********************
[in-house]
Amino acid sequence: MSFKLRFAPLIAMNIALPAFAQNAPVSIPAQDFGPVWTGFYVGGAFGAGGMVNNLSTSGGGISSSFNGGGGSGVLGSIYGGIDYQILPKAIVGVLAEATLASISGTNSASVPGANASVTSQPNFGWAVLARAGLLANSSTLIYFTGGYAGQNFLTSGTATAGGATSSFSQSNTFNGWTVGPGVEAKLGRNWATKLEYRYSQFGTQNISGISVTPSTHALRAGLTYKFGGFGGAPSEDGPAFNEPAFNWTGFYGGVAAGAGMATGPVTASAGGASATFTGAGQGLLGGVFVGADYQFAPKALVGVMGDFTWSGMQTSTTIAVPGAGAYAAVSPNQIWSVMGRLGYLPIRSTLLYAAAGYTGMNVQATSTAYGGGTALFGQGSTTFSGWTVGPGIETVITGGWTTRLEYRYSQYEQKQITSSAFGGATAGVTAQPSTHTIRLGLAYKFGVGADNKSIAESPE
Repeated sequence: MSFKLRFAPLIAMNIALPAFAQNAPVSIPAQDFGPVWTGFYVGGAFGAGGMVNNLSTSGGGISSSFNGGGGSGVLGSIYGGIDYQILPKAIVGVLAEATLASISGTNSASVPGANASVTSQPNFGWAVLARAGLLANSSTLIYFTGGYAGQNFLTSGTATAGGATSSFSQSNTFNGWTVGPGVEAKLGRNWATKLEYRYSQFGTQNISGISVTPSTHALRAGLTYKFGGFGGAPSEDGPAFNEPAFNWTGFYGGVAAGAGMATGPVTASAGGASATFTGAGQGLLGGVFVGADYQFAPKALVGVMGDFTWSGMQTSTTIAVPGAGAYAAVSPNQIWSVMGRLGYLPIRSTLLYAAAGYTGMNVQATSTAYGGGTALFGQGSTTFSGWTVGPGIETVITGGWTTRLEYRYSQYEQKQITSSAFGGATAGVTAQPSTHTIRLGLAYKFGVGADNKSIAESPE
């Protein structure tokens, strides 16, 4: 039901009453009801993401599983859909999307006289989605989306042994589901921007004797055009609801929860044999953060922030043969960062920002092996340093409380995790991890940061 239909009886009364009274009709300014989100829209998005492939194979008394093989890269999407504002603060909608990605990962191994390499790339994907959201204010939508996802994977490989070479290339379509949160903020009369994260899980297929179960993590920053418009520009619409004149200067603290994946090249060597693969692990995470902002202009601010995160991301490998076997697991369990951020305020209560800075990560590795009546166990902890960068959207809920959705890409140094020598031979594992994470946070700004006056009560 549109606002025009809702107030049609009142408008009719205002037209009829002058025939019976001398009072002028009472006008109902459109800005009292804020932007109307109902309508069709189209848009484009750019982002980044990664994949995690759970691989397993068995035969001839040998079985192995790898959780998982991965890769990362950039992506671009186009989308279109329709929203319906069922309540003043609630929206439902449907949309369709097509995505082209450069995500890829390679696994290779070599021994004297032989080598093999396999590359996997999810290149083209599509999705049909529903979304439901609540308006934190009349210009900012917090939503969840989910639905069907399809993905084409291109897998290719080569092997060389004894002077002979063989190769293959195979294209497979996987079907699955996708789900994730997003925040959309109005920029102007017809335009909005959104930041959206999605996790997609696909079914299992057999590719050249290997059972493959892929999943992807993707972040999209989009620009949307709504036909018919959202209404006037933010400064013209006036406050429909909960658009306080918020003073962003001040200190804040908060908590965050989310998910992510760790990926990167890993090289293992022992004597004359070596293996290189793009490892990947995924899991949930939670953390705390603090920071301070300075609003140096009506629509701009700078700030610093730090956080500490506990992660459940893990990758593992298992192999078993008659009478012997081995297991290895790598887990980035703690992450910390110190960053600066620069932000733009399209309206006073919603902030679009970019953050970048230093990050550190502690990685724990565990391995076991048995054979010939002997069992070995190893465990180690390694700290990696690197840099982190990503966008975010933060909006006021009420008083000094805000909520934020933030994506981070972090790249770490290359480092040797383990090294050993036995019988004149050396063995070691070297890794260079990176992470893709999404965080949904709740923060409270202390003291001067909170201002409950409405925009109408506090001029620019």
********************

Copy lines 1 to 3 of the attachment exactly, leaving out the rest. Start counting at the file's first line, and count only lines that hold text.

[in-house]
Amino acid sequence: MSFKLRFAPLIAMNIALPAFAQNAPVSIPAQDFGPVWTGFYVGGAFGAGGMVNNLSTSGGGISSSFNGGGGSGVLGSIYGGIDYQILPKAIVGVLAEATLASISGTNSASVPGANASVTSQPNFGWAVLARAGLLANSSTLIYFTGGYAGQNFLTSGTATAGGATSSFSQSNTFNGWTVGPGVEAKLGRNWATKLEYRYSQFGTQNISGISVTPSTHALRAGLTYKFGGFGGAPSEDGPAFNEPAFNWTGFYGGVAAGAGMATGPVTASAGGASATFTGAGQGLLGGVFVGADYQFAPKALVGVMGDFTWSGMQTSTTIAVPGAGAYAAVSPNQIWSVMGRLGYLPIRSTLLYAAAGYTGMNVQATSTAYGGGTALFGQGSTTFSGWTVGPGIETVITGGWTTRLEYRYSQYEQKQITSSAFGGATAGVTAQPSTHTIRLGLAYKFGVGADNKSIAESPE
Repeated sequence: MSFKLRFAPLIAMNIALPAFAQNAPVSIPAQDFGPVWTGFYVGGAFGAGGMVNNLSTSGGGISSSFNGGGGSGVLGSIYGGIDYQILPKAIVGVLAEATLASISGTNSASVPGANASVTSQPNFGWAVLARAGLLANSSTLIYFTGGYAGQNFLTSGTATAGGATSSFSQSNTFNGWTVGPGVEAKLGRNWATKLEYRYSQFGTQNISGISVTPSTHALRAGLTYKFGGFGGAPSEDGPAFNEPAFNWTGFYGGVAAGAGMATGPVTASAGGASATFTGAGQGLLGGVFVGADYQFAPKALVGVMGDFTWSGMQTSTTIAVPGAGAYAAVSPNQIWSVMGRLGYLPIRSTLLYAAAGYTGMNVQATSTAYGGGTALFGQGSTTFSGWTVGPGIETVITGGWTTRLEYRYSQYEQKQITSSAFGGATAGVTAQPSTHTIRLGLAYKFGVGADNKSIAESPE